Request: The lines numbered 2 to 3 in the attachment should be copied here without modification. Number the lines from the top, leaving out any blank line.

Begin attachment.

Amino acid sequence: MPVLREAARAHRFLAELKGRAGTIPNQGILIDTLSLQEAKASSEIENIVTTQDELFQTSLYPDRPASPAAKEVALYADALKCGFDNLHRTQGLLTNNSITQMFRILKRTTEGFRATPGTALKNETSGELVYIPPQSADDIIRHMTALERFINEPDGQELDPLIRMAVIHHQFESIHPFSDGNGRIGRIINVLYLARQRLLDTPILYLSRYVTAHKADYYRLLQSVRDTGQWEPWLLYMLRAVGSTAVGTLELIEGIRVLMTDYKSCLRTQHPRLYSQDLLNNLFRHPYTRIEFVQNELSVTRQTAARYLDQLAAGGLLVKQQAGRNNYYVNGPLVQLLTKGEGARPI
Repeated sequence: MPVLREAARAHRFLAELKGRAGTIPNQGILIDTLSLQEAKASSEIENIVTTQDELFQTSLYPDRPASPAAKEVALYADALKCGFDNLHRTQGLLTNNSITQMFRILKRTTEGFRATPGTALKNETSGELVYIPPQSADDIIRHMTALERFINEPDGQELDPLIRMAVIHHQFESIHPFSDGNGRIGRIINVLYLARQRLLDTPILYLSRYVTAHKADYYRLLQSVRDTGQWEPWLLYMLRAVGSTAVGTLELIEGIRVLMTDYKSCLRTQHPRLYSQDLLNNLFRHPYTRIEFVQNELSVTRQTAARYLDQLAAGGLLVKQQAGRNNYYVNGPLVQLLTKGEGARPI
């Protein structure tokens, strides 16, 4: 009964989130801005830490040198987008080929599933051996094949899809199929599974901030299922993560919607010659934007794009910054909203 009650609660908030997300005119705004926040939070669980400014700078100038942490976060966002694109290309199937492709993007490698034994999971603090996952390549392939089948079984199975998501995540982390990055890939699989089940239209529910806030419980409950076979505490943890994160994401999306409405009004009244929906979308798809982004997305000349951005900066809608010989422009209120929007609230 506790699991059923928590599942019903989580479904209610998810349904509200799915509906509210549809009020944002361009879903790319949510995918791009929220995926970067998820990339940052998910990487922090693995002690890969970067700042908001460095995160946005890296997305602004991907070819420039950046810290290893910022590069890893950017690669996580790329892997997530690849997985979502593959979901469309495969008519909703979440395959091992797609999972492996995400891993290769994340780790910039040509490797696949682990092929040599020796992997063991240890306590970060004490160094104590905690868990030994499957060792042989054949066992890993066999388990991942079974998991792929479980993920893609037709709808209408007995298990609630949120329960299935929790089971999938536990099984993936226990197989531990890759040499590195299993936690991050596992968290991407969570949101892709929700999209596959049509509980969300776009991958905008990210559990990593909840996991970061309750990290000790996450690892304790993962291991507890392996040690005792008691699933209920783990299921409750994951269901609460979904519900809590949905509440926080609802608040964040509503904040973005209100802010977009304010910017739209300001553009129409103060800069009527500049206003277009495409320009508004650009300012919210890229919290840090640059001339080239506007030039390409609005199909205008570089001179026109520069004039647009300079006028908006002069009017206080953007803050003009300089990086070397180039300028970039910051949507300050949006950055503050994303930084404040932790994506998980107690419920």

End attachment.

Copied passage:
Repeated sequence: MPVLREAARAHRFLAELKGRAGTIPNQGILIDTLSLQEAKASSEIENIVTTQDELFQTSLYPDRPASPAAKEVALYADALKCGFDNLHRTQGLLTNNSITQMFRILKRTTEGFRATPGTALKNETSGELVYIPPQSADDIIRHMTALERFINEPDGQELDPLIRMAVIHHQFESIHPFSDGNGRIGRIINVLYLARQRLLDTPILYLSRYVTAHKADYYRLLQSVRDTGQWEPWLLYMLRAVGSTAVGTLELIEGIRVLMTDYKSCLRTQHPRLYSQDLLNNLFRHPYTRIEFVQNELSVTRQTAARYLDQLAAGGLLVKQQAGRNNYYVNGPLVQLLTKGEGARPI
């Protein structure tokens, strides 16, 4: 009964989130801005830490040198987008080929599933051996094949899809199929599974901030299922993560919607010659934007794009910054909203 009650609660908030997300005119705004926040939070669980400014700078100038942490976060966002694109290309199937492709993007490698034994999971603090996952390549392939089948079984199975998501995540982390990055890939699989089940239209529910806030419980409950076979505490943890994160994401999306409405009004009244929906979308798809982004997305000349951005900066809608010989422009209120929007609230 506790699991059923928590599942019903989580479904209610998810349904509200799915509906509210549809009020944002361009879903790319949510995918791009929220995926970067998820990339940052998910990487922090693995002690890969970067700042908001460095995160946005890296997305602004991907070819420039950046810290290893910022590069890893950017690669996580790329892997997530690849997985979502593959979901469309495969008519909703979440395959091992797609999972492996995400891993290769994340780790910039040509490797696949682990092929040599020796992997063991240890306590970060004490160094104590905690868990030994499957060792042989054949066992890993066999388990991942079974998991792929479980993920893609037709709808209408007995298990609630949120329960299935929790089971999938536990099984993936226990197989531990890759040499590195299993936690991050596992968290991407969570949101892709929700999209596959049509509980969300776009991958905008990210559990990593909840996991970061309750990290000790996450690892304790993962291991507890392996040690005792008691699933209920783990299921409750994951269901609460979904519900809590949905509440926080609802608040964040509503904040973005209100802010977009304010910017739209300001553009129409103060800069009527500049206003277009495409320009508004650009300012919210890229919290840090640059001339080239506007030039390409609005199909205008570089001179026109520069004039647009300079006028908006002069009017206080953007803050003009300089990086070397180039300028970039910051949507300050949006950055503050994303930084404040932790994506998980107690419920």